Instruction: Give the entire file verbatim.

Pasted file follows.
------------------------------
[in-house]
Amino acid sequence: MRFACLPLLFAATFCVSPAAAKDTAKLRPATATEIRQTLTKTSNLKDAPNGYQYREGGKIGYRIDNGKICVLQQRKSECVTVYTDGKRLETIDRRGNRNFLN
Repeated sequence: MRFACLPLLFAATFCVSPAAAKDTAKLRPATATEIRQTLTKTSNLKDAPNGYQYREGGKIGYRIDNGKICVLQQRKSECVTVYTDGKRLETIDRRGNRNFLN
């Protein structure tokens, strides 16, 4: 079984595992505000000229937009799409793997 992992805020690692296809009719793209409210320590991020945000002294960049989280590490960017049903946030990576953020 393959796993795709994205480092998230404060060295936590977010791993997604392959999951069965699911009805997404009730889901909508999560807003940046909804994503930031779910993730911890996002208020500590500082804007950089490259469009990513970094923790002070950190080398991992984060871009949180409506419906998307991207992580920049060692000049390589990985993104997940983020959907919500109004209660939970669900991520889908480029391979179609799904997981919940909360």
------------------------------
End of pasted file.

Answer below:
[in-house]
Amino acid sequence: MRFACLPLLFAATFCVSPAAAKDTAKLRPATATEIRQTLTKTSNLKDAPNGYQYREGGKIGYRIDNGKICVLQQRKSECVTVYTDGKRLETIDRRGNRNFLN
Repeated sequence: MRFACLPLLFAATFCVSPAAAKDTAKLRPATATEIRQTLTKTSNLKDAPNGYQYREGGKIGYRIDNGKICVLQQRKSECVTVYTDGKRLETIDRRGNRNFLN
């Protein structure tokens, strides 16, 4: 079984595992505000000229937009799409793997 992992805020690692296809009719793209409210320590991020945000002294960049989280590490960017049903946030990576953020 393959796993795709994205480092998230404060060295936590977010791993997604392959999951069965699911009805997404009730889901909508999560807003940046909804994503930031779910993730911890996002208020500590500082804007950089490259469009990513970094923790002070950190080398991992984060871009949180409506419906998307991207992580920049060692000049390589990985993104997940983020959907919500109004209660939970669900991520889908480029391979179609799904997981919940909360």